Show Posts

This section allows you to view all posts made by this member. Note that you can only see posts made in areas you currently have access to.

Messages - beersk

Pages: 1 ... 83 84 [85] 86 87 ... 216
Yeast and Fermentation / Re: Fermenting in a corney keg
« on: July 30, 2014, 08:27:11 AM »
Are you planning to primary ferment in the keg? If so, you can make a jumper hose with two (black) liquid disconnects, 5 feet of 3/16" beer line, and hook up from liquid out to liquid out and do a closed transfer. It's how I ferment, and I love it.

WHen I batch sparged, I tended to be a bit of a heavy stirrer. I also just dumped my sparge water in rather aggressively, Something I've recently read may contribute to oxidation. Maybe I'm dealing with a combination of the two?
I doubt this, highly...

I think it could be oxidation post fermentation and possibly at bottling time.

I'm dealing with a beer, a rye pale ale, that had a slight butterscotch happening in the keg. It may have been oxidation from not adequately purging the headspace. It was 3.5 gallons in the keg, perhaps I didn't purge well enough. But I bottled a bunch of it off and noticed the butterscotch last night. No slick mouth feel though. I don't know where else it would come from (I am damn sure at this point that it's not coming from my gas lines).
Then again, I could be imaging it. It was with Kohatu hops, rye, 4oz special B, and 4oz Victory. It could be a combination of those malts that makes me think butterscotch when it could just be caramel/toffee that I'm tasting.
It's not too unpleasant either, in this case. But I've definitely had some IPAs ruined by contamination of my gas lines (mold in disconnect from back flow) that caused intense butterscotch after a week or so in the keg. I almost quit brewing because I couldn't figure out why that was happening.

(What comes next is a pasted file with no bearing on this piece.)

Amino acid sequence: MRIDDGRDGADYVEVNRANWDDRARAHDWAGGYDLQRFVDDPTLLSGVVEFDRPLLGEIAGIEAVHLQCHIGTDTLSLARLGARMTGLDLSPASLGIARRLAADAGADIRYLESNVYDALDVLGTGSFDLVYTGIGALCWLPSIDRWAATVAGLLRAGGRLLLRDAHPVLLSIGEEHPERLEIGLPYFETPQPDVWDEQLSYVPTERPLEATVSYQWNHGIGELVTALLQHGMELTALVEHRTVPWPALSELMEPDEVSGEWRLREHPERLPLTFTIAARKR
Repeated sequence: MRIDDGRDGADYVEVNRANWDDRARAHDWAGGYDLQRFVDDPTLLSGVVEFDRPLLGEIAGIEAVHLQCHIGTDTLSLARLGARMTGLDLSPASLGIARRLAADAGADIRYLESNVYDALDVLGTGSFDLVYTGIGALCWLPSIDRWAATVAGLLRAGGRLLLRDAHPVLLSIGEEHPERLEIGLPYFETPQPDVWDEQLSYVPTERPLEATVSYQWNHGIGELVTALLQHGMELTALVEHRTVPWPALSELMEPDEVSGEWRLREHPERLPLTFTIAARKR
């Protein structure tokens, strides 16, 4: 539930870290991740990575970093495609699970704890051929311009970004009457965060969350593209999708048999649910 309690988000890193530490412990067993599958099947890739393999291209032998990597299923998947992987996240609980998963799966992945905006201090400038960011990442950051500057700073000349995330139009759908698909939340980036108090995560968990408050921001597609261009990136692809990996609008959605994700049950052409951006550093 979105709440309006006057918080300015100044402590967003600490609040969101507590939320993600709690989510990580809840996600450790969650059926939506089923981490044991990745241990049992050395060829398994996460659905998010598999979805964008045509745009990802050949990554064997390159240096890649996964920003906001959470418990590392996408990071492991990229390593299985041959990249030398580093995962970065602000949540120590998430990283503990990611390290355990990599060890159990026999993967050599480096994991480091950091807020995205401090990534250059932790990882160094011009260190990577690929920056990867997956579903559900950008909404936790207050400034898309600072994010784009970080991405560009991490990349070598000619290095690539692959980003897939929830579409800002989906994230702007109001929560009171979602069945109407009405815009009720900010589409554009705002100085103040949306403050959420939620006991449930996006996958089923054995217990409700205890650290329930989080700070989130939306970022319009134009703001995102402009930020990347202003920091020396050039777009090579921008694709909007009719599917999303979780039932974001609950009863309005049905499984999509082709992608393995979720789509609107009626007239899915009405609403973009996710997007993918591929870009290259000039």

So I'm usually put off when ever I perceive what might be butterscotch, anymore...

Hmm, I'd be hesitant to say it's coming from the blow off side, however, I don't do pressurized fermentations. I use ball lock kegs to ferment 4 gallon batches and never sanitize my blow off tubes (gas disconnect with tubing going into jar of sanitizer or water). Although maybe I should... Perhaps you aren't getting your spears clean enough? I assume you're running cleaner and sanitizer through the whole system? I don't I don't really do the cleaner part for my fermenter kegs, just rinse well, use a dip tube brush, make sure poppets are clean, then fill part way with sanitizer, pressurize and let sit like that until I need it again.
I would say maybe post your question on the pressurized fermentation thread on Homebrewtalk to see if it's possibly coming from the blow off side.

Well, you can always let the beer warm up. Easier to do that than having it be too warm and wanting to cool it down.

Beer Recipes / Re: First Lager
« on: July 23, 2014, 12:03:24 PM »
Hmmm, a forgiving style would maybe be a darker style. Maybe a vienna lager or a schwarzbier would be your best bet. Something light and delicate like a helles wouldn't be the best since there is nothing to hide any flaws. Maybe try a 1/3 each of vienna, munich, and pils malt, with maybe 1/2 to 1 pound of caramunich to get you in the 12 SRM range. Hop with noble hops to 20 IBU, and use a clean lager yeast with a big starter or dry yeast of something like Wy2124 or Saflager 34/70.
Or a schwarzbier with mostly pils malt for the base with a little caramunich and dehusked Carafa III to the mid 20's SRM.